I always like to take a look at both sides, but it's incredibly hard to do when much of one side doesn't make any sense!


A Few Statements You Might Here:

"In order for a pet food to be considered, you need to make sure it is formulated by a board certified veterinary nutritionist. So many clients try to find information online when they should be getting nutrition advice from veterinary professionals"

This is the primary argument you will hear among veterinary professionals, and the pet industry as a whole. Even on social media. Veterinarians are expected to be an expert on everything... but, the truth is... they aren't. Not even close.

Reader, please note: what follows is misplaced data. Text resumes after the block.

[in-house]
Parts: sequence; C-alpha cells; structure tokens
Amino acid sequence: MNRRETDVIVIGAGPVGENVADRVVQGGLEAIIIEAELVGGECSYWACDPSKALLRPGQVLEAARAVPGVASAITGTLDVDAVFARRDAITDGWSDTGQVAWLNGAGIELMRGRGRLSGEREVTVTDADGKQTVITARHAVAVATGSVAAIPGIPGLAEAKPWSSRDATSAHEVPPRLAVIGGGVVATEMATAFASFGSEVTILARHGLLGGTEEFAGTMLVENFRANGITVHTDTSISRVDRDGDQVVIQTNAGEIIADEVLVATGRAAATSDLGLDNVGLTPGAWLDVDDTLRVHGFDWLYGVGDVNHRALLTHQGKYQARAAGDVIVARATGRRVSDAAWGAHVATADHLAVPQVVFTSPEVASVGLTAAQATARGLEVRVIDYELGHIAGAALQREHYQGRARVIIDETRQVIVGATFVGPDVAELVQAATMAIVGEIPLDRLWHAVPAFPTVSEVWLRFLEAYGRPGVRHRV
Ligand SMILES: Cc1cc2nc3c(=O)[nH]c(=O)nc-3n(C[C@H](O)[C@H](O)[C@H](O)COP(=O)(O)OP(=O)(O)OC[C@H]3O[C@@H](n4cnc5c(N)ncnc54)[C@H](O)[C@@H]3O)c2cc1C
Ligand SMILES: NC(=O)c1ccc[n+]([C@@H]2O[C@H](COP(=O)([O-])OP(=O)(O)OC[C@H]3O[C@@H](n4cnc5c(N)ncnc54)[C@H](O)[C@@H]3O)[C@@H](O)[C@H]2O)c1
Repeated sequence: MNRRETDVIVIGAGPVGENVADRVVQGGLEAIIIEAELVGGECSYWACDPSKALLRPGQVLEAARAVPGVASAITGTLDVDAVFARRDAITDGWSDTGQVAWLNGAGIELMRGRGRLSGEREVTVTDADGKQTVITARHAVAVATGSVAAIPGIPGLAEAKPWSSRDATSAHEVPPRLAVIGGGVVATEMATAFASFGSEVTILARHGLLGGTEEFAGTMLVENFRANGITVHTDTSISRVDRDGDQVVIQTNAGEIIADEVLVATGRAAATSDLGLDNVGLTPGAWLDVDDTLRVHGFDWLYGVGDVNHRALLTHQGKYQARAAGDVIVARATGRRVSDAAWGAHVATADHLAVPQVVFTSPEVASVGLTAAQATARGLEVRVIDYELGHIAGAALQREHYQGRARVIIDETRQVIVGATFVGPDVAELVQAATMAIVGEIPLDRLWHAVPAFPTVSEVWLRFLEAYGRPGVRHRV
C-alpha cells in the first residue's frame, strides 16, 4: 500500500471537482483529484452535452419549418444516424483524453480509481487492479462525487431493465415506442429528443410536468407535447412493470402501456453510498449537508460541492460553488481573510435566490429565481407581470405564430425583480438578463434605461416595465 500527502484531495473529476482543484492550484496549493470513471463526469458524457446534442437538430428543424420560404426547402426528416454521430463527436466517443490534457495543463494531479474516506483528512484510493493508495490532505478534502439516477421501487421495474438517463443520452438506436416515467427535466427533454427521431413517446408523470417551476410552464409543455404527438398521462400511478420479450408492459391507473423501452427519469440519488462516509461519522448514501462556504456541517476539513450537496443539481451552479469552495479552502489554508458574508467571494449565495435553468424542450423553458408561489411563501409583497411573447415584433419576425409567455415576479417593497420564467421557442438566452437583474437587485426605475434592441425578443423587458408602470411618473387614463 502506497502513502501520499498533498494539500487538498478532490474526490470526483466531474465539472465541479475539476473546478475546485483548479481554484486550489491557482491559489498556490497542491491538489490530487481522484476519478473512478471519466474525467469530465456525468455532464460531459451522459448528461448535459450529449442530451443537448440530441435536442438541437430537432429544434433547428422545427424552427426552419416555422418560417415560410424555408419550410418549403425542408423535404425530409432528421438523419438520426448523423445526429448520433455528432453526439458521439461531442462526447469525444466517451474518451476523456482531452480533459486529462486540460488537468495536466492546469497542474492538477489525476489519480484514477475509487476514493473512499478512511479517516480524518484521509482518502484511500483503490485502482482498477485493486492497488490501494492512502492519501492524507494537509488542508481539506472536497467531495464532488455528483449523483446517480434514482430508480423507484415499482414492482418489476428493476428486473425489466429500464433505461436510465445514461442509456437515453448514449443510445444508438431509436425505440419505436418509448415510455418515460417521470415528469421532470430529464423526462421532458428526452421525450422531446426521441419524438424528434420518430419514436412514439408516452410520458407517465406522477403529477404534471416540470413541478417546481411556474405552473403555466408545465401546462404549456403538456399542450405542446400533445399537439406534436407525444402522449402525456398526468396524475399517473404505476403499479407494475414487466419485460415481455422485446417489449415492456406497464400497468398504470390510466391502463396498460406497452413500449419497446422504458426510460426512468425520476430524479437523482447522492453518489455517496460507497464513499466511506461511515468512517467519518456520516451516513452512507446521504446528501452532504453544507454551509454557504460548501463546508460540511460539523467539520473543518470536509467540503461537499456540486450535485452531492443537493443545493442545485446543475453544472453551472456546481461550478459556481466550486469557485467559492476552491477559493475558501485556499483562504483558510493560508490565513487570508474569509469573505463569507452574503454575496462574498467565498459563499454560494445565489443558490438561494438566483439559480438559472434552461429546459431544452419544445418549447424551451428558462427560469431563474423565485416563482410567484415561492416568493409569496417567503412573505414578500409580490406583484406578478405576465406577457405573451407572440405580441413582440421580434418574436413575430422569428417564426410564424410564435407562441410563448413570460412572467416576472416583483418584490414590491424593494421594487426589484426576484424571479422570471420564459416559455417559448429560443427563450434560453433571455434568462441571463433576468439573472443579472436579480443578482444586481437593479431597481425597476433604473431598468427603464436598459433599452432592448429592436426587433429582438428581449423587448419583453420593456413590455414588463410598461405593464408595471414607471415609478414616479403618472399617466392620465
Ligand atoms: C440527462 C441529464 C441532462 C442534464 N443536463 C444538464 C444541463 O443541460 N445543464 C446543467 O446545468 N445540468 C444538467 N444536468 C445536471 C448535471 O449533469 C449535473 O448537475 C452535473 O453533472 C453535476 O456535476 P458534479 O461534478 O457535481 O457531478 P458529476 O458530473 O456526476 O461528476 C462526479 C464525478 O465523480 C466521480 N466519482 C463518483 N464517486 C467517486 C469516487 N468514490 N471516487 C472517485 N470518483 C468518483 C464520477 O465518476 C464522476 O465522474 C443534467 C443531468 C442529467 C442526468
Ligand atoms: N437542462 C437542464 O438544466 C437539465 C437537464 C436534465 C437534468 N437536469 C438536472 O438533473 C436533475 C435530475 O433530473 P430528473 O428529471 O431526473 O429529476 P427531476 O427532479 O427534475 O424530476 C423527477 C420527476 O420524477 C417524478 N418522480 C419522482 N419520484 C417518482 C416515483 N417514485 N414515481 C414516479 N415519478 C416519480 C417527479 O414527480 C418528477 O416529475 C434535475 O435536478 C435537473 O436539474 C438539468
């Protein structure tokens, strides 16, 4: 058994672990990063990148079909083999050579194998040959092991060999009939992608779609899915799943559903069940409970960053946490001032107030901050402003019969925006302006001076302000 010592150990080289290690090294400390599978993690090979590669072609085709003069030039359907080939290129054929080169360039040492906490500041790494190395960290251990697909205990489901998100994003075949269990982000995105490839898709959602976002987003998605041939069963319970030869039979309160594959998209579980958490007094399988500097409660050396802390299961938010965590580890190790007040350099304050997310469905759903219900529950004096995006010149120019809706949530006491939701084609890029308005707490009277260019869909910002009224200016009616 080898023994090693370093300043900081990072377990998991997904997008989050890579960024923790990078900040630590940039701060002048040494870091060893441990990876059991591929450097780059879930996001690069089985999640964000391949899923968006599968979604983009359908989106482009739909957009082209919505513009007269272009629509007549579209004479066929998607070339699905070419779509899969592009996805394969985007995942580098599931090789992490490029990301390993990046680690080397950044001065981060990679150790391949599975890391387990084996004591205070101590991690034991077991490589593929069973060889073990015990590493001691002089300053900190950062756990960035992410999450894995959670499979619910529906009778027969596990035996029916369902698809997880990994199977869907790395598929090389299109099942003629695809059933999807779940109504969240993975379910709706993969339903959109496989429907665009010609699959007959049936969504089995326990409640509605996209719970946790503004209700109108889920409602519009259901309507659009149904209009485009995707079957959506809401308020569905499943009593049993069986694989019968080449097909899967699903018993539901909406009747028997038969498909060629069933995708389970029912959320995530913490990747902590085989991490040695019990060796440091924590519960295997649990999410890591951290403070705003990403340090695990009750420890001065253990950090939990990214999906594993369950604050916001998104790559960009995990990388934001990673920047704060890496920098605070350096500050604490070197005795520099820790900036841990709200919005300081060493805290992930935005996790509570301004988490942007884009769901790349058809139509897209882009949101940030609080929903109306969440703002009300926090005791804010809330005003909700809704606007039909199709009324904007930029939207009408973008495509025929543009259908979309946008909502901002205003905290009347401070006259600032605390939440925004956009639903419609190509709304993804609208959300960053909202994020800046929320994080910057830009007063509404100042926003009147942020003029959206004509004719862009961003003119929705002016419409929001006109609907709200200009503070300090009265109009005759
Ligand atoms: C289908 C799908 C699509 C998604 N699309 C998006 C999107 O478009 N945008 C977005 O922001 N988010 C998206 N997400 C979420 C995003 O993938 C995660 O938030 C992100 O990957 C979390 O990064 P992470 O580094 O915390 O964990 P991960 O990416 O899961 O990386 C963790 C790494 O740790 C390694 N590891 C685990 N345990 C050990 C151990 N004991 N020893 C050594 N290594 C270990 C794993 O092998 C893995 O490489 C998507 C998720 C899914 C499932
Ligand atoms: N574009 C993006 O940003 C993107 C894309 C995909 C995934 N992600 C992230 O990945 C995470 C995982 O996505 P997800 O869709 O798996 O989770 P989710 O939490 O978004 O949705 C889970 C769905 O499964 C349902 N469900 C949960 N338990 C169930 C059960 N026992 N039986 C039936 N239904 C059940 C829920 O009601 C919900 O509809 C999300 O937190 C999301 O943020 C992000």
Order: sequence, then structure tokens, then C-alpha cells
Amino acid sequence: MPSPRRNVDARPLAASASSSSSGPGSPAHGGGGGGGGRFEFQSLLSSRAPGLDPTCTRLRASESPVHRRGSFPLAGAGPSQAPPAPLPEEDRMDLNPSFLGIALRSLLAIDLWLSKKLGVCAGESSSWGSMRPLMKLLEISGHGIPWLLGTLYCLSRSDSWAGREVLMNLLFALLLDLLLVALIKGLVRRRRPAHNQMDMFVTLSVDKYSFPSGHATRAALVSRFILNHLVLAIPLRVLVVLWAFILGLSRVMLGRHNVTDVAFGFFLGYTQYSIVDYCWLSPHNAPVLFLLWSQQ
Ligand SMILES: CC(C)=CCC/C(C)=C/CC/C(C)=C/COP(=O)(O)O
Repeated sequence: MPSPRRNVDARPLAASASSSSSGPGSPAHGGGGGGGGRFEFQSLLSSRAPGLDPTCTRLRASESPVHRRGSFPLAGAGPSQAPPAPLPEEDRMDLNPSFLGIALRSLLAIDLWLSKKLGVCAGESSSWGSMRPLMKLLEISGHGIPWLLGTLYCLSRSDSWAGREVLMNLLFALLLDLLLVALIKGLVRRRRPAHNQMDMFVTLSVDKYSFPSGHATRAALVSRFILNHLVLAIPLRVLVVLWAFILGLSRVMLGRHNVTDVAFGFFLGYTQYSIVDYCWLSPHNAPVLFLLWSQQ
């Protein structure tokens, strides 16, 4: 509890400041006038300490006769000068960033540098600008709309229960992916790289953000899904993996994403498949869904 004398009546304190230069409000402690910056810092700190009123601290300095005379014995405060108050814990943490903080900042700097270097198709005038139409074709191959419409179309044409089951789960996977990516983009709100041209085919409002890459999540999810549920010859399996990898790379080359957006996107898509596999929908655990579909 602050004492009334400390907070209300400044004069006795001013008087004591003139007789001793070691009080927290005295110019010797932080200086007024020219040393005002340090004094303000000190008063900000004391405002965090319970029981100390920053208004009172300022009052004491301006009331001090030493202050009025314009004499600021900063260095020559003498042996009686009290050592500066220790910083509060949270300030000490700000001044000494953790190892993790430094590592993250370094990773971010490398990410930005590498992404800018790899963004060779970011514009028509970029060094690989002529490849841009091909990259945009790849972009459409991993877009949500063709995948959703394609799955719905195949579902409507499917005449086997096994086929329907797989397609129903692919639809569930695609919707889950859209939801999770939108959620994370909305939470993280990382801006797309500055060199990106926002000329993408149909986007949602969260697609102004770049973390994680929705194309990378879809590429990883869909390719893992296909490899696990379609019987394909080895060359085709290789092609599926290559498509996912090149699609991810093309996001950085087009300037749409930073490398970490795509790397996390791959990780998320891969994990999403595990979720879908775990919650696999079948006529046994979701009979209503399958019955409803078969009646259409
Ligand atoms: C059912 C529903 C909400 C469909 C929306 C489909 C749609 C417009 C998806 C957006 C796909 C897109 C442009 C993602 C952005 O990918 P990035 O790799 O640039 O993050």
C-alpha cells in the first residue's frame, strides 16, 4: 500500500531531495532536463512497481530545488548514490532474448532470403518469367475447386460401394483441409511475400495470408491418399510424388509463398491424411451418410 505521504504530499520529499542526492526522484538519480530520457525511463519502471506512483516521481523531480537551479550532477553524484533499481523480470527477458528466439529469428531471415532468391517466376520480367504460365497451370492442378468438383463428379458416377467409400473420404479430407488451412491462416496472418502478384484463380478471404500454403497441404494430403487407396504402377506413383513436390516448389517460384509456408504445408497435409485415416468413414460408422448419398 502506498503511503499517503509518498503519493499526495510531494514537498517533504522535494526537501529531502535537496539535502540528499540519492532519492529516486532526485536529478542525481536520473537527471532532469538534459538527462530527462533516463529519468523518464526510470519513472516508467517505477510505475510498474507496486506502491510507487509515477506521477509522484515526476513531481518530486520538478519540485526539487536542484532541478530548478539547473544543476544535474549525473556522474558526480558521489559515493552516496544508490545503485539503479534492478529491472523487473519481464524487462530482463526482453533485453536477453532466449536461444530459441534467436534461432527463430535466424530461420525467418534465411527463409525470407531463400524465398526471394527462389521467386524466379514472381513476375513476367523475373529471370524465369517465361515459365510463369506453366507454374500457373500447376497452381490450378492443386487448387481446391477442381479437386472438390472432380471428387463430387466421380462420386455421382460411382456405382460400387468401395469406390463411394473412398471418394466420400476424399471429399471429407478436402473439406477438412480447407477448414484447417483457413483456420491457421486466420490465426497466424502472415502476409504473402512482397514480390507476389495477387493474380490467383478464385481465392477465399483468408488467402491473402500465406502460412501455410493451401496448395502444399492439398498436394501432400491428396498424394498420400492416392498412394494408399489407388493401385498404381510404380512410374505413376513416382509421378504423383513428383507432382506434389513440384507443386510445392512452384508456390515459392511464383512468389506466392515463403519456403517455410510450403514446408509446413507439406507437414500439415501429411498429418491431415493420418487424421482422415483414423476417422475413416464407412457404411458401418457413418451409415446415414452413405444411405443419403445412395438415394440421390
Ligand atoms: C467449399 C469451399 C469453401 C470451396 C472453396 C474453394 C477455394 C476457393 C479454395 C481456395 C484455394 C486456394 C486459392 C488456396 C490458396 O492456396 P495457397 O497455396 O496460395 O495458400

This is nothing against vets, but that many veterinarians choose to disregard any choice that doesn't specifically line up with their views on what they were taught in school or by corporate company representatives.

Some pet owners have noticed this in recent years. And have since looked elsewhere for nutrition advice.

Turns out, the internet is the most abundant and least biased of all resources. Why would I trust one single person who was taught that one single company is the end-all- be-all for pet nutrition? Perhaps there are other options out there.

Maybe... Just MAYBE there are other reliable sources, studies, articles, pet owners and professionals alike who have done other research that could be included in deciding what to feed a pet?

Might we ask:

"Why, across the entire nation, are there only 3 brands of pet food that EVERY veterinary clinic sells and solely recommends...?"

  • Are they getting incentives?

  • Are there company sponsorships?